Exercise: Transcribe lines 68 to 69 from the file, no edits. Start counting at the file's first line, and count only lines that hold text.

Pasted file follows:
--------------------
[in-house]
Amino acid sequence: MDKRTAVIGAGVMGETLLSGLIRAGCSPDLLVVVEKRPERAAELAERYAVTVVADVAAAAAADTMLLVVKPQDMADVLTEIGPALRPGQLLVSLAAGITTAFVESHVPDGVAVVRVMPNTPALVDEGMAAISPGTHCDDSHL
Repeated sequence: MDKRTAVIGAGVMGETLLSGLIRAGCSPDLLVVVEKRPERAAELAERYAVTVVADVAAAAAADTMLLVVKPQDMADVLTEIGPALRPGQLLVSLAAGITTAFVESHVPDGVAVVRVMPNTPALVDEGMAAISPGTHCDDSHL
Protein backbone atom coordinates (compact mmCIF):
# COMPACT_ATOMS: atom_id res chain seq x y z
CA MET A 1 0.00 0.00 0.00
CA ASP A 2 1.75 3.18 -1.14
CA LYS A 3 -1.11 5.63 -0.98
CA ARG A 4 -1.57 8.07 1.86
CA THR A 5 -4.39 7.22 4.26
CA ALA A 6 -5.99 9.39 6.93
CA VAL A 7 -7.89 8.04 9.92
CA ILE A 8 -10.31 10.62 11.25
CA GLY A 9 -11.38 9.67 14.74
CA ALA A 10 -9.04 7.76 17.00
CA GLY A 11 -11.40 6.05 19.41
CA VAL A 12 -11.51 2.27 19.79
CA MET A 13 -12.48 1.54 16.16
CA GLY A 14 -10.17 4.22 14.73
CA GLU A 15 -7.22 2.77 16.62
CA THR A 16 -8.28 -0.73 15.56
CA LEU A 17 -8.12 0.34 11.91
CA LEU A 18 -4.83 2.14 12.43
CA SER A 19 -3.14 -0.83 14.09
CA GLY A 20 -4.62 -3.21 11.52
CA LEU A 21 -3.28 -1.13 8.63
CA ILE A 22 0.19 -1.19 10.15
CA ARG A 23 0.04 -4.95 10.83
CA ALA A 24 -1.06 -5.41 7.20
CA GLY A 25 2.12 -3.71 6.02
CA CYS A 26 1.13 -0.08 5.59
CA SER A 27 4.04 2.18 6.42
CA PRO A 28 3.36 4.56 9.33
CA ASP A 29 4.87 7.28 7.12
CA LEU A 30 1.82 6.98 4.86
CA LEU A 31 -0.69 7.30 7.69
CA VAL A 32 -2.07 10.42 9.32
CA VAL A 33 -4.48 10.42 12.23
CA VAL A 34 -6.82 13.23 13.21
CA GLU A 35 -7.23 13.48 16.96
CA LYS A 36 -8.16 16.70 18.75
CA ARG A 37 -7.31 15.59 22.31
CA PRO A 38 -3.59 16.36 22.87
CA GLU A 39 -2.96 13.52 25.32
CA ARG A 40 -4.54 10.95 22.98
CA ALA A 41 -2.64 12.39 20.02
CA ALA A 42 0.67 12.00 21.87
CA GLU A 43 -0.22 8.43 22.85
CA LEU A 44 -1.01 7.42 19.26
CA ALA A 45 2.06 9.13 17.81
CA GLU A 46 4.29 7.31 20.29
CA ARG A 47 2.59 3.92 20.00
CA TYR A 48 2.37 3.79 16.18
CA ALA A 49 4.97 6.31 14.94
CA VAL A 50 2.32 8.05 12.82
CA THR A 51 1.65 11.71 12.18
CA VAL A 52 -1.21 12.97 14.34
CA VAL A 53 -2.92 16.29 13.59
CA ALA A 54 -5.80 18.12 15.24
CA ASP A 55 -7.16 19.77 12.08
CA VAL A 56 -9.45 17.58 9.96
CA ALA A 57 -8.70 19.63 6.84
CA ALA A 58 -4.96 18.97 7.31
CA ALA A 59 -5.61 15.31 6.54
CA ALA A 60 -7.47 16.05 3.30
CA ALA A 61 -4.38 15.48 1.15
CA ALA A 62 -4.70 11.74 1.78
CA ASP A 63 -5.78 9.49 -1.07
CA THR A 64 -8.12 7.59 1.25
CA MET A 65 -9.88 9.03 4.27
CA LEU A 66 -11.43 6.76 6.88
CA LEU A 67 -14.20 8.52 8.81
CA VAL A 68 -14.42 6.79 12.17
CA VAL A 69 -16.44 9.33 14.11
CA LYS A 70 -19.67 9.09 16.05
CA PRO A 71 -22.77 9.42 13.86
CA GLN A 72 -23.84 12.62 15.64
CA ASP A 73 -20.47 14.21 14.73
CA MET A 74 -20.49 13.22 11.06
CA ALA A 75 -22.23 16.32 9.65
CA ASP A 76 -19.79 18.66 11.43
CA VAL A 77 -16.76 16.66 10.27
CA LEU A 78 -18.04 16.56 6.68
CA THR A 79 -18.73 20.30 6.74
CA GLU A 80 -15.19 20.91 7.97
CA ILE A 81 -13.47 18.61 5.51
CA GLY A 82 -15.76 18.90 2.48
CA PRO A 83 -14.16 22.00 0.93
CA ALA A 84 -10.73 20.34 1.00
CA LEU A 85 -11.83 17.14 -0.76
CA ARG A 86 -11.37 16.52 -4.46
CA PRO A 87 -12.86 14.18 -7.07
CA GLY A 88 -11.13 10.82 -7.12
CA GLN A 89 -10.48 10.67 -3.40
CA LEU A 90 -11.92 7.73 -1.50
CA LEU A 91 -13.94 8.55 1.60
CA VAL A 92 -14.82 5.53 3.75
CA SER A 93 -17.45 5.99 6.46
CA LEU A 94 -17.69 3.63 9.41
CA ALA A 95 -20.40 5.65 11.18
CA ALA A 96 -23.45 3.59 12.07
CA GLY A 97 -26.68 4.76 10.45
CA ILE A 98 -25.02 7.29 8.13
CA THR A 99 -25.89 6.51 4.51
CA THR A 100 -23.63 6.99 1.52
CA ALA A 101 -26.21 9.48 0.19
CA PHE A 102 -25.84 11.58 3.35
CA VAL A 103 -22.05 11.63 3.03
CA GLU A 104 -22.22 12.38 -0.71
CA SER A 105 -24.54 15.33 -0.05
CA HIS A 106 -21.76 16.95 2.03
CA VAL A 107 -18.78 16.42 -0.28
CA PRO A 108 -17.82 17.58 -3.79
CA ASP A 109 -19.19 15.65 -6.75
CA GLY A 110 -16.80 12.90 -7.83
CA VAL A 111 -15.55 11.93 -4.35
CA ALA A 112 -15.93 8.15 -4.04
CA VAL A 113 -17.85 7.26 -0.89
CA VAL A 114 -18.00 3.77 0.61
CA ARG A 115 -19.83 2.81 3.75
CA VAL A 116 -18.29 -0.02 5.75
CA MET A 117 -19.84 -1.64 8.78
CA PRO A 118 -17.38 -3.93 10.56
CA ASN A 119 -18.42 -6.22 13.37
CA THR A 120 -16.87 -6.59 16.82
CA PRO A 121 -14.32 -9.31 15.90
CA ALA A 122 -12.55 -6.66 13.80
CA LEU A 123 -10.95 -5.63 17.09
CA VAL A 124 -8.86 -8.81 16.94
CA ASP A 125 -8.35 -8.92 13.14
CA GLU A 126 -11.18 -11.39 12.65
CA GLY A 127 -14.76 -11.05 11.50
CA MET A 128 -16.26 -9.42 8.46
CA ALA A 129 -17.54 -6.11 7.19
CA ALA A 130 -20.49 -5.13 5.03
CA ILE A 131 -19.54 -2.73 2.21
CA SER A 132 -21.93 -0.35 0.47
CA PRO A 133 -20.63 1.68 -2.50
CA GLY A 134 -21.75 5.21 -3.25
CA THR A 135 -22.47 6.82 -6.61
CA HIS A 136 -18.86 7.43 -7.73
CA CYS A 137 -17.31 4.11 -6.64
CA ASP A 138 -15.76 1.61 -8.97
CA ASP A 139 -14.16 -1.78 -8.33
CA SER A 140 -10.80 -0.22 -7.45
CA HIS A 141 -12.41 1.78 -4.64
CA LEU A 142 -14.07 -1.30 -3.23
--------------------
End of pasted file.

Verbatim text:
CA ASP A 63 -5.78 9.49 -1.07
CA THR A 64 -8.12 7.59 1.25